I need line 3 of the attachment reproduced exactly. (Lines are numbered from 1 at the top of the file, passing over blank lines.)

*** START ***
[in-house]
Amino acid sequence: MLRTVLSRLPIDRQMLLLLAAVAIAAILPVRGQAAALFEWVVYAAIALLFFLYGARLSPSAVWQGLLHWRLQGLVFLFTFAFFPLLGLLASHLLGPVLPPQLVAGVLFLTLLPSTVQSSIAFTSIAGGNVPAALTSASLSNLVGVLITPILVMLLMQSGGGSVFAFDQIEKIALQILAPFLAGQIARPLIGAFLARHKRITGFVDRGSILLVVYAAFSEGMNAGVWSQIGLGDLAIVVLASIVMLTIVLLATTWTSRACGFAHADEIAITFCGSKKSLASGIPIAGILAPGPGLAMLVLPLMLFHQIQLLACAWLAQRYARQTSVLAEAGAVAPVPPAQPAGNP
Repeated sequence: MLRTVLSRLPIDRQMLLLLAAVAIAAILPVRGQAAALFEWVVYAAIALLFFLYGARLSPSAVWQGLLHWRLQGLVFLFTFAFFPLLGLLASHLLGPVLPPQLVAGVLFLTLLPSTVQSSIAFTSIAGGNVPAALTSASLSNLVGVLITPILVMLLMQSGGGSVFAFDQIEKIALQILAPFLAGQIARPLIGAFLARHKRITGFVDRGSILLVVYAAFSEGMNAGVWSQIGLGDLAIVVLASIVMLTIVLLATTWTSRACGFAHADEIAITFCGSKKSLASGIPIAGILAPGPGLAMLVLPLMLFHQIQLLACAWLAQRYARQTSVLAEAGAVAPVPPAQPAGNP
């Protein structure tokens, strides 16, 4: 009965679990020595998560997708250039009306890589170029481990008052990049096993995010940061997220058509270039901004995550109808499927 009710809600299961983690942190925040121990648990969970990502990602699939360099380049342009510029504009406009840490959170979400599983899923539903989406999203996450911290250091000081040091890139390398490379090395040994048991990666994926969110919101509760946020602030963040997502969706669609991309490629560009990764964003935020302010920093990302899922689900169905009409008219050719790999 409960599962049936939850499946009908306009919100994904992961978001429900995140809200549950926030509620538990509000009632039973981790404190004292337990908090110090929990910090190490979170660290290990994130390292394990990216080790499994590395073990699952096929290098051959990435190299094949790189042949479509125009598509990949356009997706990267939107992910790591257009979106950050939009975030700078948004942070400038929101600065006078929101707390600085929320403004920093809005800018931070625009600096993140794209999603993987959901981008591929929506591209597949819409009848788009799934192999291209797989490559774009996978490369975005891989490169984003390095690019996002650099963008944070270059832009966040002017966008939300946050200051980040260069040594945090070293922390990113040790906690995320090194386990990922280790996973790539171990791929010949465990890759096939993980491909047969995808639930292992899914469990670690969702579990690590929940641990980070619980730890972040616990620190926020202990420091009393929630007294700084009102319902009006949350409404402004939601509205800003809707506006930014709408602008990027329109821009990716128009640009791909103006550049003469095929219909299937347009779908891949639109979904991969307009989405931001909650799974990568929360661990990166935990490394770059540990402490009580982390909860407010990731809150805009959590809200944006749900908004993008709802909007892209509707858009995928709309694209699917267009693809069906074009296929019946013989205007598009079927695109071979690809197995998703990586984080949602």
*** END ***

Repeated sequence: MLRTVLSRLPIDRQMLLLLAAVAIAAILPVRGQAAALFEWVVYAAIALLFFLYGARLSPSAVWQGLLHWRLQGLVFLFTFAFFPLLGLLASHLLGPVLPPQLVAGVLFLTLLPSTVQSSIAFTSIAGGNVPAALTSASLSNLVGVLITPILVMLLMQSGGGSVFAFDQIEKIALQILAPFLAGQIARPLIGAFLARHKRITGFVDRGSILLVVYAAFSEGMNAGVWSQIGLGDLAIVVLASIVMLTIVLLATTWTSRACGFAHADEIAITFCGSKKSLASGIPIAGILAPGPGLAMLVLPLMLFHQIQLLACAWLAQRYARQTSVLAEAGAVAPVPPAQPAGNP